The twenty-eight stories in this book come from the exotic traditions of from Turkey, India, Denmark, Armenia, the Sudan, and others. Included are “The Green Knight,” “The Dia
Michiyo 'jia' Fujiwara
'My son,’
‘what is the matter?’

‘Nothing, father,’
‘but I have determined to go into the world and seek my fortune.’

‘Be advised,’
‘and remain in your father’s house; it is better to have half a loaf at home than to seek a whole one in distant countries.’

But Ram Singh was in no mood to heed such advice, and very soon the old man ceased to press him.

‘if your mind is made up I suppose you must have your way. But listen carefully, and remember five parting counsels which I will give you; and i
Jan 28, 2011 rated it really liked it
I sort of regret that in reading these books, I didn't take the time to make special notes of the stories I liked best. The last story in this volume, "The Silent Princess", was a definite favorite. I love it when stories contain other stories.
Warren Rochelle
Jan 21, 2011 rated it liked it
One more color to go--
This one--hmm. Some violent stories, and others that I read in adifferent version, such as "The boy who found fear," and then this story of long patience, "He Wins Who Waits"--with the husband and wife separated for 20 years.
Melissa Bee
Dec 27, 2012 rated it it was amazing  ·  review of another edition
I love the Andrew Lang "color" fairy tale books..... Finding them in ebook format has been wonderful.
Jul 26, 2008 rated it really liked it
There were so many cool sotries in this book. It was cool to see where some of the childrens stories came from.
Feb 05, 2008 rated it it was amazing
all of the books in this series are great... fairy tales, fairy tales, fairy tales... absurd and wonderful and oddly familiar...

uh, this is a 5-star book, but my stars aren't working right now.
Aug 28, 2015 rated it really liked it
If you enjoy strong female fairy tale characters you will enjoy this book. It is a little outdated as far as cultural and social norms but still a great read.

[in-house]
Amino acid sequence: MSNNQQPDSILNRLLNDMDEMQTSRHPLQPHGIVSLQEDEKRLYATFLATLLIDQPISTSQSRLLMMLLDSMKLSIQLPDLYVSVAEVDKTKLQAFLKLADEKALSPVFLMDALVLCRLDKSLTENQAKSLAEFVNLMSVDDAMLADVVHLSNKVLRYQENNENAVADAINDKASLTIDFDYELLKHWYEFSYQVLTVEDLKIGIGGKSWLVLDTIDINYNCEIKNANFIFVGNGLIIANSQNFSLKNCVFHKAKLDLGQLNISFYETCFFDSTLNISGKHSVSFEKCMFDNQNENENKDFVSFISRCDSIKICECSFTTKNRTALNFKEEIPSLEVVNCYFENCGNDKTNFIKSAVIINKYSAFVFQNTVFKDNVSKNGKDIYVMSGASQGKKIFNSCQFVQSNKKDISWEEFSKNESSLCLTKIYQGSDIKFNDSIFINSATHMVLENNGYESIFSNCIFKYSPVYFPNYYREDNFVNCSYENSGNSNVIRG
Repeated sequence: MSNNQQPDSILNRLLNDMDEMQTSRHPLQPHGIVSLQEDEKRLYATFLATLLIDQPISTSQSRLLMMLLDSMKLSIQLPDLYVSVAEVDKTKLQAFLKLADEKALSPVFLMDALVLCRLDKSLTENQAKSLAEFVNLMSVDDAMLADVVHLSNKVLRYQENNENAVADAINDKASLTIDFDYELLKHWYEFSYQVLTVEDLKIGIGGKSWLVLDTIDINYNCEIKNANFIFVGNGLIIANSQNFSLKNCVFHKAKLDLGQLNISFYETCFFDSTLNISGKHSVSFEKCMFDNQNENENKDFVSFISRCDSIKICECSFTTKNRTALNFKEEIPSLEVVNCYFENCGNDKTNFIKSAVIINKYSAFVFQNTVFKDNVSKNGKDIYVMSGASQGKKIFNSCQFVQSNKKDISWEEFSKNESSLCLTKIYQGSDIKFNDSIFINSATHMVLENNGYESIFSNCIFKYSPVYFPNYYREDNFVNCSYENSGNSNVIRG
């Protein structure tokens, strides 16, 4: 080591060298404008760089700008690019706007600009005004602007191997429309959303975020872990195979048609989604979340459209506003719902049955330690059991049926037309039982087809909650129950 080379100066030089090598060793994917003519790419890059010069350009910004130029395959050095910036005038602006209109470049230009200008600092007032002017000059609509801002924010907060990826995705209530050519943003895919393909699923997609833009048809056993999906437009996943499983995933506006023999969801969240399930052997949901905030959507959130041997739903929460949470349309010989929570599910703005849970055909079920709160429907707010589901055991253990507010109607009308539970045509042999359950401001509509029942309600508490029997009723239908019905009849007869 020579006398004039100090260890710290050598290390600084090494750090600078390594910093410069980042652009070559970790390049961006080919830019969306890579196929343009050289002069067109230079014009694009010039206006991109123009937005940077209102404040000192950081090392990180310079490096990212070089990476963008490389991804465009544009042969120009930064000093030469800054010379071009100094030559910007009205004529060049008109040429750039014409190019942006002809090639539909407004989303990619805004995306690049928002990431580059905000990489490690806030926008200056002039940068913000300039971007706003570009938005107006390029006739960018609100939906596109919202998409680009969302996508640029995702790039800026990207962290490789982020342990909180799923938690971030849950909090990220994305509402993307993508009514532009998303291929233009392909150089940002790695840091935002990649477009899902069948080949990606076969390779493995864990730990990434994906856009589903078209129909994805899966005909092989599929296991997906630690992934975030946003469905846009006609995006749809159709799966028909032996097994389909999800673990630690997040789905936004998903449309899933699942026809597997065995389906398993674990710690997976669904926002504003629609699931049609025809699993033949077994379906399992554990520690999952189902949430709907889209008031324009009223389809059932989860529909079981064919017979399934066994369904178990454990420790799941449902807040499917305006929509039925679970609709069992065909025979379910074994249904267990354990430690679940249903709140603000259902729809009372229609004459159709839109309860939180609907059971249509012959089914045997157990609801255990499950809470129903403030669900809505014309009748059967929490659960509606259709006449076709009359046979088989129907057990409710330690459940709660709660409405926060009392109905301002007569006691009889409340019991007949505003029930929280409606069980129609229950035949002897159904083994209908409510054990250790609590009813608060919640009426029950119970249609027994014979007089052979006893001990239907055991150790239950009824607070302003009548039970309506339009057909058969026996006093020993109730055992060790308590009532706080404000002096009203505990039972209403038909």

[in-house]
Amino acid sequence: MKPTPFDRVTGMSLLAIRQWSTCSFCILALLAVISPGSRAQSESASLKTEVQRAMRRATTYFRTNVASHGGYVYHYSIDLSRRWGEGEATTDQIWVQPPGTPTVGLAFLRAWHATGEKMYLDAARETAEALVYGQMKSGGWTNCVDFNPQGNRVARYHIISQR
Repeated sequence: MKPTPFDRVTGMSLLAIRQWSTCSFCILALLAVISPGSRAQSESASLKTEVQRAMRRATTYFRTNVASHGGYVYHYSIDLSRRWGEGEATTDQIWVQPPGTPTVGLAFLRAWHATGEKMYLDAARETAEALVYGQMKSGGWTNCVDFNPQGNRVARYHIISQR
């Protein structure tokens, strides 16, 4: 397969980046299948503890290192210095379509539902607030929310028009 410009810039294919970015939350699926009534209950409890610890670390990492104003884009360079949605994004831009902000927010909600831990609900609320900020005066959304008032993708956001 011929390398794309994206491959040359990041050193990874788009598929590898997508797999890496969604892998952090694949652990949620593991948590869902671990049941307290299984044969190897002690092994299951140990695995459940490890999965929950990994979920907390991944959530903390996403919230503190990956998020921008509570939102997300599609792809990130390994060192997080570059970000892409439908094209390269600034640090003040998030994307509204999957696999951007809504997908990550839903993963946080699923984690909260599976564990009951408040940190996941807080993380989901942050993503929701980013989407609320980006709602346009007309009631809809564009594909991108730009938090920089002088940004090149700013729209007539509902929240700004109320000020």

I'm enjoying this collection. I've read both this and the Blue Fairy Book. I want to read the others, too.
Nov 18, 2008 rated it it was amazing
Shelves: children
Another fantastic fairy book. Fabulous illustrations as usual. 300 pages later and I still love reading each fairy tale!
Jul 13, 2016 rated it really liked it
Some very interesting fairy tales. Only one more fairy book and I'll have read the set!
Nan Silvernail
Jul 30, 2013 rated it really liked it
More lovely old fairy tales.
Oct 02, 2016 rated it really liked it  ·  review of another edition
Good fairy tale book

My children thoroughly enjoyed reading these stories. I actually enjoyed them myself. These make excellent bedtime stories since they are relatively short.
Jul 14, 2013 rated it liked it
Almost entirely Middle Eastern and Indian tales
I read approximately half of these stories...goodtimes.
Nora Peevy
Mar 02, 2014 rated it it was amazing
Shelves: favorites
A wonderful collection of tales from around the world with beautiful illustrations. This book can be enjoyed by children and adults alike and is a good addition to anyone's collection of fairy tales.
Nov 28, 2012 rated it really liked it
The Indian stories are particularly well-written.
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Dec 22, 2012
ujjal sarkar
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Feb 07, 2016
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Feb 12, 2009
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Andrew Gabriel Lang was a prolific Scots man of letters. He was a poet, novelist, and literary critic, and a contributor to anthropology. He now is best known as a collector of folk and fairy tales.

The Young Scholar and Journalist
Andrew Gabriel Lang grew up in Selkirk in the Scottish Borders, the son of the town clerk and the eldest of eight children. The wild and beautiful landscape of his childh
More about Andrew Lang...

Other Books in the Series

Coloured Fairy Books (1 - 10 of 12 books)
  • The Blue Fairy Book
  • The Red Fairy Book
  • The Green Fairy Book
  • The Yellow Fairy Book
  • The Pink Fairy Book
  • The Grey Fairy Book
  • The Violet Fairy Book
  • The Crimson Fairy Book
  • The Brown Fairy Book
  • The Orange Fairy Book
“And the old woman who had been the prince’s nurse became nurse to the prince’s children — at least she was called so; though she was far too old to do anything for them but love them. Yet she still thought that she was useful, and knew that she was happy. And happy, indeed, were the prince and princess, who in due time became king and queen, and lived and ruled long and prosperously.” 0 likes